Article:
Arc Flash Hazard is one of the three hazards that are directly associated with electricity, the other two being shock and arc blast.
CSA Z462-15 defines Arc Flash as:
a dangerous conditions associated with the possible release of energy caused by an electric arc.
When there has been a breakdown in equipment insulation, whether from equipment failure or an electrical worker coming into contact when working on energized electrical equipment.
What Arc Flash Looks Like
The video above is an example of an arc flash in a 100A disconnect, it demonstrates the immense energy released and a typical application.
3 Side Benefits of an Arc Flash Study
- As-Builts - When was the last time you incorporated all the redlines associated with your power system?
- Enclosure Audit - Are you sure all your equipment enclosures have their doors secured? Are there latches missing?
- Document Switching Configurations - Knowing the valid switching configurations for the facility is critical for the study, but not every plant has these written down for the operators.
The Canadian Electrical Code (rule 2-306) requires labels on all electrical equipment that may require energize work to have a warning label that an Arc Flash and Shock Hazard is present. However, that alone doesn't provide enough information to ensure that the electrical worker opening that panel can select the appropriate PPE. Below is an oversized example of a typical label we would recommend.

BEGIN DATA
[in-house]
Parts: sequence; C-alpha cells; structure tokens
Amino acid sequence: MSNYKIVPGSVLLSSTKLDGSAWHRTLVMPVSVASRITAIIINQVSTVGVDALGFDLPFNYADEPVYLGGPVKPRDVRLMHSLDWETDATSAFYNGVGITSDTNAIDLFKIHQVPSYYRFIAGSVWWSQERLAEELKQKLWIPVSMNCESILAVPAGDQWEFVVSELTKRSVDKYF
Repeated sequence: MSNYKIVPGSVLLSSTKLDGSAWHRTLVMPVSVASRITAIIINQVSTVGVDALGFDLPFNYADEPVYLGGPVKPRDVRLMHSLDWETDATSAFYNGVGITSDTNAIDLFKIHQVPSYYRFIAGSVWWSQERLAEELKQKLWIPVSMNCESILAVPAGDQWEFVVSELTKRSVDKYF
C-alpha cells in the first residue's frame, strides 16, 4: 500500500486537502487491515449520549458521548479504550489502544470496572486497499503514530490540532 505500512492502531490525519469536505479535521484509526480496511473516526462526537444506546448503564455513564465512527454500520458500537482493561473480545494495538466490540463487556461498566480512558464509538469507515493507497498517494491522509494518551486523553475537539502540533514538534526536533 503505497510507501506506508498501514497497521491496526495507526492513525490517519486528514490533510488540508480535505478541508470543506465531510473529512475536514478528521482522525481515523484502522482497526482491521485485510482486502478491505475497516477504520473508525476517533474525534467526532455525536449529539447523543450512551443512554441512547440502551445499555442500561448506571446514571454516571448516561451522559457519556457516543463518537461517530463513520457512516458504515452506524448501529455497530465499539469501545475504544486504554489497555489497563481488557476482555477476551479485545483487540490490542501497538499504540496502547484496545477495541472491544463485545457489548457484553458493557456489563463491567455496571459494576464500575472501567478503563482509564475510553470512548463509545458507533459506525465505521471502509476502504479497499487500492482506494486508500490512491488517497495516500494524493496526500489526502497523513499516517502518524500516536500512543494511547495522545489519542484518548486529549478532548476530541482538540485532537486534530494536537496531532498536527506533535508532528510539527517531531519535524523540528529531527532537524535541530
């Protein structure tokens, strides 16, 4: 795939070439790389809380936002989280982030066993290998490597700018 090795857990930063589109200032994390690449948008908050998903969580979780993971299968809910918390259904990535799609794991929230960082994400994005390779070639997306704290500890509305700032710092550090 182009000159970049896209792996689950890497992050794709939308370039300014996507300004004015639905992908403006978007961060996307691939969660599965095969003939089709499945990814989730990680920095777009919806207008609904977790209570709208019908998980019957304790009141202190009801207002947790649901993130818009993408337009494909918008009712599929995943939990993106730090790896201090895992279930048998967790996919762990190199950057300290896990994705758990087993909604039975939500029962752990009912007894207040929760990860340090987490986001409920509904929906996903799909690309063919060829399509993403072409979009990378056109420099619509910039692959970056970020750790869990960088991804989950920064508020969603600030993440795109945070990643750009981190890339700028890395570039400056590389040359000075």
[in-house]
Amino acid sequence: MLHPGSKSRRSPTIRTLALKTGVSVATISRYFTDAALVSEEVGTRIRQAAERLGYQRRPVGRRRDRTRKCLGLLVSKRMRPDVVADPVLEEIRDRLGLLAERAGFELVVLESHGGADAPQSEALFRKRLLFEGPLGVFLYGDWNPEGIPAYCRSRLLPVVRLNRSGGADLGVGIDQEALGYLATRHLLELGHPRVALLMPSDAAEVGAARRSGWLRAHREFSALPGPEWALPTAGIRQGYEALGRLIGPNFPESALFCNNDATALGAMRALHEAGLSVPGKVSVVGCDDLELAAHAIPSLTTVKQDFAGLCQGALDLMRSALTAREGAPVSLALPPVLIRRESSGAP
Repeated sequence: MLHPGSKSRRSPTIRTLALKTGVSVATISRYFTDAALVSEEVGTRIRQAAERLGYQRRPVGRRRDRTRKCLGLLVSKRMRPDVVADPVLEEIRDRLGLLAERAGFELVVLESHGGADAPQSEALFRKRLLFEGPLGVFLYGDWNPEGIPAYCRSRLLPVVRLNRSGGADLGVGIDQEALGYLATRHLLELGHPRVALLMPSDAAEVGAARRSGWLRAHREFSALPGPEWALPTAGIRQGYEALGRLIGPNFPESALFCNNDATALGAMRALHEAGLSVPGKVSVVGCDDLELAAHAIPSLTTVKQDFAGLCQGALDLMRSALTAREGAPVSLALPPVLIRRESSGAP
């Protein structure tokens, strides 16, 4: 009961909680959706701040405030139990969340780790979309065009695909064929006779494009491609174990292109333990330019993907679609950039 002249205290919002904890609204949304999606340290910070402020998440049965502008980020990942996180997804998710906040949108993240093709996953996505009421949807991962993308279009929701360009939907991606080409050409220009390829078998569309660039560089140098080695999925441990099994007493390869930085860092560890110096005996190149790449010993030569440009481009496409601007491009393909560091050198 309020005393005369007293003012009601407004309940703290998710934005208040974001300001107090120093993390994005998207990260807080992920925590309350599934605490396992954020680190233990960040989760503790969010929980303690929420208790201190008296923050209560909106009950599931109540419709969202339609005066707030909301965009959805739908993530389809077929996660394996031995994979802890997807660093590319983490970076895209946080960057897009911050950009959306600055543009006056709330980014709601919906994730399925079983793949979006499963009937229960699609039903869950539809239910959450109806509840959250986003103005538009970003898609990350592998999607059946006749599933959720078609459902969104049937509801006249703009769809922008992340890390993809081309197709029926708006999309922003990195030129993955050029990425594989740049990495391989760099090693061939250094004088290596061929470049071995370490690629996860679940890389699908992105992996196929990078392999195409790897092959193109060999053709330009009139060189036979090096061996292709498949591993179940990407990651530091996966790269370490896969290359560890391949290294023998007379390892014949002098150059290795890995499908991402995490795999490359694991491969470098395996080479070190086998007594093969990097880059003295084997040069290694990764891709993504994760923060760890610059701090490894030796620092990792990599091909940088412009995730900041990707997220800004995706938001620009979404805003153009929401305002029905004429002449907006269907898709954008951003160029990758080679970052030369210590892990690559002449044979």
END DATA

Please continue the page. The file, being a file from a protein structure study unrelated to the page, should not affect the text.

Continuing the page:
It includes all the information that is recommended by CSA Z462 and is easily read and can be audited without much effort. The top warning and first header line is all that is required by the Canadian Electrical Code, the remainder of the information provided allows a trained electrical worker to select the appropriate PPE for the task at hand.
Here I outlined a couple of simple reasons why you should have a current Arc Flash Study - or complete Power System Analysis - for your plant.
Jeff MacKinnon, P.Eng.,PE